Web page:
Michael Laudrup on Tuesday said he was sacked as manager of Premier League side Swansea City earlier this month for a breach of contract.
The 49-year-old Dane, who won the League Cup with the Welsh team last season, held a news conference in London to explain the circumstances surrounding his abrupt dismissal.
Laudrup said he was asked by the Swansea hierarchy to change his backroom staff last month, but refused their request.
Following two meetings with club officials, including chairman Huw Jenkins, Laudrup said he got an e-mail which said that owing to a “breach of contract,” his position had been terminated.
Laudrup did not go into specifics, but said the reasons were given to him nine days after the original decision was made.
“I don’t know what word to use: ‘silly’ or ‘incredible,’ but I can’t go into details,” Laudrup said when asked if he was satisfied with the criteria given by Swansea. “The chairman’s statement gives more questions than answers.”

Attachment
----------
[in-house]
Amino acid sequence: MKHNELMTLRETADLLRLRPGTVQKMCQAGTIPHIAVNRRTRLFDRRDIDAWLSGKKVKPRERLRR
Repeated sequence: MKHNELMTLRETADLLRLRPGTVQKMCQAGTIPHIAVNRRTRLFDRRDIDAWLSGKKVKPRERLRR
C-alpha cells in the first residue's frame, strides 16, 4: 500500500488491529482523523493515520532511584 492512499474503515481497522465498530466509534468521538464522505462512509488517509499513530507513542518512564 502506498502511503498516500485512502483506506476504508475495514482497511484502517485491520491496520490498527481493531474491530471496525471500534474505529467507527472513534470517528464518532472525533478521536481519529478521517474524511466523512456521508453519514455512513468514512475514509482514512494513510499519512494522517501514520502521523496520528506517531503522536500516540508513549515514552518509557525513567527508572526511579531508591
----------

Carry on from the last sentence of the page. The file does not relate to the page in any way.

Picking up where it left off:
Asked how he felt he had been treated by the club, Laudrup said: “Pick a feeling. Not that good.”
In Swansea’s Feb. 4 statement announcing that Laudrup had been sacked, Jenkins said: “It is a decision we have taken reluctantly, but it’s a decision made in the best interests of Swansea City Football Club and our supporters.”
“It is the first time in nearly 10 years that the club has parted with a manager in this way, but we had to remove the constant uncertainty surrounding the club and Michael’s long-term future with us,” Jenkins added.
The dispute is now in the hands of lawyers, with Laudrup having signed a new deal last year to stay at the club until June next year.
Laudrup on Tuesday said he was committed to staying at Swansea despite a rift that reportedly formed between his agent, Bayram Tutumlu, and Jenkins.
“At the end of the season, I gave my word to the players and fans that I would stay even though I knew from agents — I didn’t speak to anyone — that a couple of big clubs were interested in me. I said it was important that I keep my word. I don’t run from that, so I will stay,” the former Denmark international said.
Despite the situation, Laudrup said he has fond memories of British soccer and would like to work in the Premier League again.
Swansea fired Laudrup with the team in 12th place, two points above the relegation zone after losing six of eight league games. They are now 10th, four points off relegation, with 12 games to go.